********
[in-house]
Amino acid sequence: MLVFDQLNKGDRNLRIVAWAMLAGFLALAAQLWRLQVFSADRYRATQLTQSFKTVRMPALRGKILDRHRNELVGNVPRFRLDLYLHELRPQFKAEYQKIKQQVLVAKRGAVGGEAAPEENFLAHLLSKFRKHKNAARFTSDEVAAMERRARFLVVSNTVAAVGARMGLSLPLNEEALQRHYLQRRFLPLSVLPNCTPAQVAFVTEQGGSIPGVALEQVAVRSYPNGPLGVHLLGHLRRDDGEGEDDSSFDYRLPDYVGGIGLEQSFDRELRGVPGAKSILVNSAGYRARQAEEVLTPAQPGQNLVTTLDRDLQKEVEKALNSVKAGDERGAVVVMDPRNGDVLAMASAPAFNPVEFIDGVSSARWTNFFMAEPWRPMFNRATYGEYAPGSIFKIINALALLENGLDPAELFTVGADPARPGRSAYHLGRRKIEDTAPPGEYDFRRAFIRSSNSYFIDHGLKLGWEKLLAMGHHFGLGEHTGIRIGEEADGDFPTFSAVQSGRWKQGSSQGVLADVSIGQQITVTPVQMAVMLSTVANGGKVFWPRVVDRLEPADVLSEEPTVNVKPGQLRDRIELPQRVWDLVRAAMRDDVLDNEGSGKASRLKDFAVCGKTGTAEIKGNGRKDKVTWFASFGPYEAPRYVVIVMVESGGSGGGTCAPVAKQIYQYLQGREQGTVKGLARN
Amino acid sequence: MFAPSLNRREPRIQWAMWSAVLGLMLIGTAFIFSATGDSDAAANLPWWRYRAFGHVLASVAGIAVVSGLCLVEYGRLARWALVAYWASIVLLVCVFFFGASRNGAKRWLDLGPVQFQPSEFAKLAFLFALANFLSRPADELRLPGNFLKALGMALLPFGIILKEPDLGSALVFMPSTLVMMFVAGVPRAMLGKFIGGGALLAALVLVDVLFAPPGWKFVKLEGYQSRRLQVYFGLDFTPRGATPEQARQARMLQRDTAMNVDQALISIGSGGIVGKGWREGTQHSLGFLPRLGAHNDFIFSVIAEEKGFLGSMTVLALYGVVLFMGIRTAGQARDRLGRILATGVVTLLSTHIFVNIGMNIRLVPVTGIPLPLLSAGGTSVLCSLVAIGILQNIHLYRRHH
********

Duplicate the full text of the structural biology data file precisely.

[in-house]
Amino acid sequence: MLVFDQLNKGDRNLRIVAWAMLAGFLALAAQLWRLQVFSADRYRATQLTQSFKTVRMPALRGKILDRHRNELVGNVPRFRLDLYLHELRPQFKAEYQKIKQQVLVAKRGAVGGEAAPEENFLAHLLSKFRKHKNAARFTSDEVAAMERRARFLVVSNTVAAVGARMGLSLPLNEEALQRHYLQRRFLPLSVLPNCTPAQVAFVTEQGGSIPGVALEQVAVRSYPNGPLGVHLLGHLRRDDGEGEDDSSFDYRLPDYVGGIGLEQSFDRELRGVPGAKSILVNSAGYRARQAEEVLTPAQPGQNLVTTLDRDLQKEVEKALNSVKAGDERGAVVVMDPRNGDVLAMASAPAFNPVEFIDGVSSARWTNFFMAEPWRPMFNRATYGEYAPGSIFKIINALALLENGLDPAELFTVGADPARPGRSAYHLGRRKIEDTAPPGEYDFRRAFIRSSNSYFIDHGLKLGWEKLLAMGHHFGLGEHTGIRIGEEADGDFPTFSAVQSGRWKQGSSQGVLADVSIGQQITVTPVQMAVMLSTVANGGKVFWPRVVDRLEPADVLSEEPTVNVKPGQLRDRIELPQRVWDLVRAAMRDDVLDNEGSGKASRLKDFAVCGKTGTAEIKGNGRKDKVTWFASFGPYEAPRYVVIVMVESGGSGGGTCAPVAKQIYQYLQGREQGTVKGLARN
Amino acid sequence: MFAPSLNRREPRIQWAMWSAVLGLMLIGTAFIFSATGDSDAAANLPWWRYRAFGHVLASVAGIAVVSGLCLVEYGRLARWALVAYWASIVLLVCVFFFGASRNGAKRWLDLGPVQFQPSEFAKLAFLFALANFLSRPADELRLPGNFLKALGMALLPFGIILKEPDLGSALVFMPSTLVMMFVAGVPRAMLGKFIGGGALLAALVLVDVLFAPPGWKFVKLEGYQSRRLQVYFGLDFTPRGATPEQARQARMLQRDTAMNVDQALISIGSGGIVGKGWREGTQHSLGFLPRLGAHNDFIFSVIAEEKGFLGSMTVLALYGVVLFMGIRTAGQARDRLGRILATGVVTLLSTHIFVNIGMNIRLVPVTGIPLPLLSAGGTSVLCSLVAIGILQNIHLYRRHH